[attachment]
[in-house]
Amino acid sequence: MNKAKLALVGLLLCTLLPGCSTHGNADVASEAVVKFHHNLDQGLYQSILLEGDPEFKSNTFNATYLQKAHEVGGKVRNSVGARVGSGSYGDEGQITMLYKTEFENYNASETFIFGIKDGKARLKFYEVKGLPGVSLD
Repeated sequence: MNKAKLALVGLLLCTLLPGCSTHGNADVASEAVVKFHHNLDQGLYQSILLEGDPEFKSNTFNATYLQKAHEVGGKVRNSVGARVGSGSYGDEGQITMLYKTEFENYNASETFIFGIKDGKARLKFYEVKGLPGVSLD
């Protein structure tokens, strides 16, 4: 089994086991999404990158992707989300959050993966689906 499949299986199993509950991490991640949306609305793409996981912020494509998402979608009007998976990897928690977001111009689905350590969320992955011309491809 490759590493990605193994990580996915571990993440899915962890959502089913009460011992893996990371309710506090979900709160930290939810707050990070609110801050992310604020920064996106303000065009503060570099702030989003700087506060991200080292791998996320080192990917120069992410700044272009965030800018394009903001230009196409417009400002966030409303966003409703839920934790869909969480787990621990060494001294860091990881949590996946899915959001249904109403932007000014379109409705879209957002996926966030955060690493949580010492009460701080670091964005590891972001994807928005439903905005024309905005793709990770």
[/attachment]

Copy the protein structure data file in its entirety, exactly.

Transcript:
[in-house]
Amino acid sequence: MNKAKLALVGLLLCTLLPGCSTHGNADVASEAVVKFHHNLDQGLYQSILLEGDPEFKSNTFNATYLQKAHEVGGKVRNSVGARVGSGSYGDEGQITMLYKTEFENYNASETFIFGIKDGKARLKFYEVKGLPGVSLD
Repeated sequence: MNKAKLALVGLLLCTLLPGCSTHGNADVASEAVVKFHHNLDQGLYQSILLEGDPEFKSNTFNATYLQKAHEVGGKVRNSVGARVGSGSYGDEGQITMLYKTEFENYNASETFIFGIKDGKARLKFYEVKGLPGVSLD
């Protein structure tokens, strides 16, 4: 089994086991999404990158992707989300959050993966689906 499949299986199993509950991490991640949306609305793409996981912020494509998402979608009007998976990897928690977001111009689905350590969320992955011309491809 490759590493990605193994990580996915571990993440899915962890959502089913009460011992893996990371309710506090979900709160930290939810707050990070609110801050992310604020920064996106303000065009503060570099702030989003700087506060991200080292791998996320080192990917120069992410700044272009965030800018394009903001230009196409417009400002966030409303966003409703839920934790869909969480787990621990060494001294860091990881949590996946899915959001249904109403932007000014379109409705879209957002996926966030955060690493949580010492009460701080670091964005590891972001994807928005439903905005024309905005793709990770």